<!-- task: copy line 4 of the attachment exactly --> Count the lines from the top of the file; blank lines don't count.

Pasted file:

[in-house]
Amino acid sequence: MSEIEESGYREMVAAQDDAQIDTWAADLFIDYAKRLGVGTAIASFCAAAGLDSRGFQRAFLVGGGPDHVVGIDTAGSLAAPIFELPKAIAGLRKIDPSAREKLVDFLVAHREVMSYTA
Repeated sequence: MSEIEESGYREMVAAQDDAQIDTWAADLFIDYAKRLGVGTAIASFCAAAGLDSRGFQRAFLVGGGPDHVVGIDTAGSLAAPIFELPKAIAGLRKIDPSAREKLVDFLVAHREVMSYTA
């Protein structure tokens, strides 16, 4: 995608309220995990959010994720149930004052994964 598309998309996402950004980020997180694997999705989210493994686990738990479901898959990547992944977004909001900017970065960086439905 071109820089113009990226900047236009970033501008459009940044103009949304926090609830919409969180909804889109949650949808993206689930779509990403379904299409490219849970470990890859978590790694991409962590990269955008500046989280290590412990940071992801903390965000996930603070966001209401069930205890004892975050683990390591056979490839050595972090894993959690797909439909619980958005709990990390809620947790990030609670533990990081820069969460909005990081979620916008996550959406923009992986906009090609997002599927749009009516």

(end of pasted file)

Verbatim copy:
């Protein structure tokens, strides 16, 4: 995608309220995990959010994720149930004052994964 598309998309996402950004980020997180694997999705989210493994686990738990479901898959990547992944977004909001900017970065960086439905 071109820089113009990226900047236009970033501008459009940044103009949304926090609830919409969180909804889109949650949808993206689930779509990403379904299409490219849970470990890859978590790694991409962590990269955008500046989280290590412990940071992801903390965000996930603070966001209401069930205890004892975050683990390591056979490839050595972090894993959690797909439909619980958005709990990390809620947790990030609670533990990081820069969460909005990081979620916008996550959406923009992986906009090609997002599927749009009516």